Written by Kayla Hays.Graphic by Ashley Mireles. – To my dearest Aemilia, For an hour I have sat with pen to parchment, and yet not a single word flows. Your last letter left me with too many thoughts—now they all exist inside me, fighting for equal space granted to none. But I will say that which has been plaguing my mind […]
Written by Kayla Hays.
Graphic by Ashley Mireles.
To my dearest Aemilia,
For an hour I have sat with pen to parchment, and yet not a single word flows. Your last letter left me with too many thoughts—now they all exist inside me, fighting for equal space granted to none. But I will say that which has been plaguing my mind the most:
I love you.
When my most trusted slave brought me your letter, I was forced to hide my smile from my husband lest he discover the truth. I feigned an illness that night at dinner, and while the villa was occupied I retreated into my quarters to read every word of yours by candlelight. There are no words to describe the unrelenting joy which fills my limbs, nor the way my heart pounds when I see my name scrawled in your writing. Sometimes I allow myself to trace the letters with my fingertips, thinking of how you once touched the very parchment I hold, thinking of how our fingerprints brush together now despite the thousands of paces between us.
Though it might bring heat to your face, I attempted the other night to compose my own poetry; it is in the style of Catullus, of whom I often see fragments while my son learns from his grammaticus. The grasp of the meter escapes me still, yet I hope that my verses delight you.
May blazing suns, my Aemilia, rise for us,
let us embrace in the shadowy night
where only blinking stars can see.
How many kisses will they witness?
As many as flowers in sunlit meadows,
as many as words spoken by Aeneas
to Dido, the queen struck by Venus.
Not quite enough to make me renowned across the entire Mediterranean, much less Rome herself, but I think it is worthy for your eyes. My hope is that it brings a smile to your lips.
I was informed yesterday that we will not be returning to our villa in Rome for at least another month; my husband wished to have a longer break from conducting business in the city. And it is in times such as these—times in which I am away from you for a long period—that I find myself recalling the first day we met, and every day afterward.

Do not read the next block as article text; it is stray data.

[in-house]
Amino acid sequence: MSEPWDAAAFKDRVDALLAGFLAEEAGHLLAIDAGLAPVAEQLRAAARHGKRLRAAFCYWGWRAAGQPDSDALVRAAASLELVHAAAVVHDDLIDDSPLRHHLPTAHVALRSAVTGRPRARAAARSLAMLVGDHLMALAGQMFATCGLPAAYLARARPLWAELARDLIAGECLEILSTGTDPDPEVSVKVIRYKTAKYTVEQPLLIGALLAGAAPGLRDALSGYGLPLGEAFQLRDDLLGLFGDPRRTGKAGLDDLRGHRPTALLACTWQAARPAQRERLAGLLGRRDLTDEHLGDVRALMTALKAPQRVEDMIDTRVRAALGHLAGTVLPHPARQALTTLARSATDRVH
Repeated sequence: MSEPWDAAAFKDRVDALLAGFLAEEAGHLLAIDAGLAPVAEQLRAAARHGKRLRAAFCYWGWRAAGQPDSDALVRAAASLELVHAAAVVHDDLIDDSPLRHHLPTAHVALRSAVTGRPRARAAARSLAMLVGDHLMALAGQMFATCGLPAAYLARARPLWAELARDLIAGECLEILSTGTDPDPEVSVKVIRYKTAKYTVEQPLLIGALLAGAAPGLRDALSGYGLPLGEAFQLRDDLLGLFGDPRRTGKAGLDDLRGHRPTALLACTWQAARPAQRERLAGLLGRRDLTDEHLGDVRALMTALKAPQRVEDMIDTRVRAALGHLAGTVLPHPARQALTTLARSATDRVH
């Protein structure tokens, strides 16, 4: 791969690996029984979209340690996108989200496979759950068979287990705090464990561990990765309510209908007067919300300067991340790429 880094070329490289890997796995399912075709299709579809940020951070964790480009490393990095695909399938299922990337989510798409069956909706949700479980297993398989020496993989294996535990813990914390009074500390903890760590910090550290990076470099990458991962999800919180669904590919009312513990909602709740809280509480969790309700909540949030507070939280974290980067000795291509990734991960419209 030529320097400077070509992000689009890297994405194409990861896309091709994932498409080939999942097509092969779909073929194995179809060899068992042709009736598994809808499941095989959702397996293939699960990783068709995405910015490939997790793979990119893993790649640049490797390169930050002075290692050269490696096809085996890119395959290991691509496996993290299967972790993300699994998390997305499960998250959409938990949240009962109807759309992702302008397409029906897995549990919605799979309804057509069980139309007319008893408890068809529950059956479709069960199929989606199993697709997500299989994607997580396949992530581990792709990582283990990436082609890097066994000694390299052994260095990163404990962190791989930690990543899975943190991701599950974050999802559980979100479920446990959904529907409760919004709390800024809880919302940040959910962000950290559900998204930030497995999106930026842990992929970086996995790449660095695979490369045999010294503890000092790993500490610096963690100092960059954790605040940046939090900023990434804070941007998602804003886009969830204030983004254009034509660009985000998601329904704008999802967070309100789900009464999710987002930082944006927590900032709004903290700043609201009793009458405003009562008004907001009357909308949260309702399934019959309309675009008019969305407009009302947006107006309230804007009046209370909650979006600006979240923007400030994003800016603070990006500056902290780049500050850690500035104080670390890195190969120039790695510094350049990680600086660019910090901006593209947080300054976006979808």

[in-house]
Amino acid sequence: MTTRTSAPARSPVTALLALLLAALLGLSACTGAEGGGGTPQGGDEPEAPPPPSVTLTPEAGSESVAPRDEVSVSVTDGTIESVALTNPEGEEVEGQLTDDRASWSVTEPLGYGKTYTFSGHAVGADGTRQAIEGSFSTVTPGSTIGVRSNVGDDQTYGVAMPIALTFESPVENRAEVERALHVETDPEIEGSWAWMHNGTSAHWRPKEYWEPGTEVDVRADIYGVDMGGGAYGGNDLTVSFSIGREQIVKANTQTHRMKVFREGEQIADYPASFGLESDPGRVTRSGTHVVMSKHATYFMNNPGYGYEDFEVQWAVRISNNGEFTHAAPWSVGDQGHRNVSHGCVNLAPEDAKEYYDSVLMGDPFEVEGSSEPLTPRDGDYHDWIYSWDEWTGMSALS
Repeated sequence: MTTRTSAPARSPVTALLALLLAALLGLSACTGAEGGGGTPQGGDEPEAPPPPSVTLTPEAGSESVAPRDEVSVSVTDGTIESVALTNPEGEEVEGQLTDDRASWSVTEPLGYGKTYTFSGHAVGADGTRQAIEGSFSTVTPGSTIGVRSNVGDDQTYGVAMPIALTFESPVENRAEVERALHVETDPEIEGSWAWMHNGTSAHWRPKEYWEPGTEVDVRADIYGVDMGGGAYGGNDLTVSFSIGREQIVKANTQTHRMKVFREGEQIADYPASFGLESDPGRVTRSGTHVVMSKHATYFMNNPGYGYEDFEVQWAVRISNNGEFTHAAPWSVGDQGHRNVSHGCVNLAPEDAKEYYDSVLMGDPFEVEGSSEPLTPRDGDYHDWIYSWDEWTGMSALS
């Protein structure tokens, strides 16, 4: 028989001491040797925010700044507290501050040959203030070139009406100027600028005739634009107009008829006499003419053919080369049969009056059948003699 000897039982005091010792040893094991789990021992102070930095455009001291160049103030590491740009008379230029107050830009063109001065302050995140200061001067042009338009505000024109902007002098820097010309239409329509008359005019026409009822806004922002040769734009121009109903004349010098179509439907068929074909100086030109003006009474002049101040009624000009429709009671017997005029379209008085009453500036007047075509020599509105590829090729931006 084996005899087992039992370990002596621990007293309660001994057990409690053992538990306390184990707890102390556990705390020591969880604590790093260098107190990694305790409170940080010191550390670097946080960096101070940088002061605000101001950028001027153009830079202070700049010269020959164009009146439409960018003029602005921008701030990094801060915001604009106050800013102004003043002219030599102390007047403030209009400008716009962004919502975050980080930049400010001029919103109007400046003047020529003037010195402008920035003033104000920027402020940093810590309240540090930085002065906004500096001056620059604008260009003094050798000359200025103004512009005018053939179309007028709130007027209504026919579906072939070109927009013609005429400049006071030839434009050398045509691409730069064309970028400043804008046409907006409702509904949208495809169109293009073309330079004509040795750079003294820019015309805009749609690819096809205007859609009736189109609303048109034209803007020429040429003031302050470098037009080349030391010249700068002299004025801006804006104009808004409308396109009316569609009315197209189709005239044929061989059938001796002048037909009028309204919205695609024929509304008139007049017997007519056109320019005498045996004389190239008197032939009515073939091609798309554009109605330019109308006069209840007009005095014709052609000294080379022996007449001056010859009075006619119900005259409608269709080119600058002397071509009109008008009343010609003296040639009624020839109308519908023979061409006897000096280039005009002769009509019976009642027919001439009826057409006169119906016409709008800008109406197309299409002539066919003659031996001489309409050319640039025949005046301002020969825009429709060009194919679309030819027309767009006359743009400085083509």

I could scarcely believe my eyes when I found you and your husband outside our villa, a new addition to the flock of clients who come to us every morning. Your face was cast down, though visible still was a subtle beauty desirous to any man. I wanted to reach out and hold your cheek in my hand; I wanted to hold you in an embrace in such a way that all dangers would wash out of your trembling body, out of your earth-stained stola.
Even when we met at the baths, or at your home when your husband was long absent, or on the streets to peruse the shops, your downcast face remained. I would have thought it etched into your face like a statue if I had not brought my lips to yours and thus wiped it away from your face. Your smile I will never forget. Although your eyes sparkle with life and your voice drips with honey, your smile is the part I love the greatest; for in that moment it is mine only to keep.
Alas, it is the wicked man my father chose me to marry who chains me to this country home for months on end. If only I were not shackled by him—or else I would remain in your warm embrace. It is always men who argue, who meet each other on the battlefield and wage inane wars for the sake of money and power and land. It is heroes who fight for the sake of women. And for you, my Helen, I would siege the walls of Troy for millenia, with more force than any man.
If only we lived in a world with no men who fought inane wars or created inane laws. Perhaps then we could live together in peace, instead of in secrecy; perhaps then I would not live in fear of exile from Augustus himself, as he ordered onto his own daughter. But remember this, my Aemilia—I would sooner fight the entire Roman army than allow myself to be punished for following the inerrant path of my heart.
Until then, I hope that you will be strong. I might not be able to convince my husband to return home sooner, but often I can influence his money. I am due to return to Rome on the fifth day before the Kalends of October—let us arrange to meet soon after that. My heart will be waiting.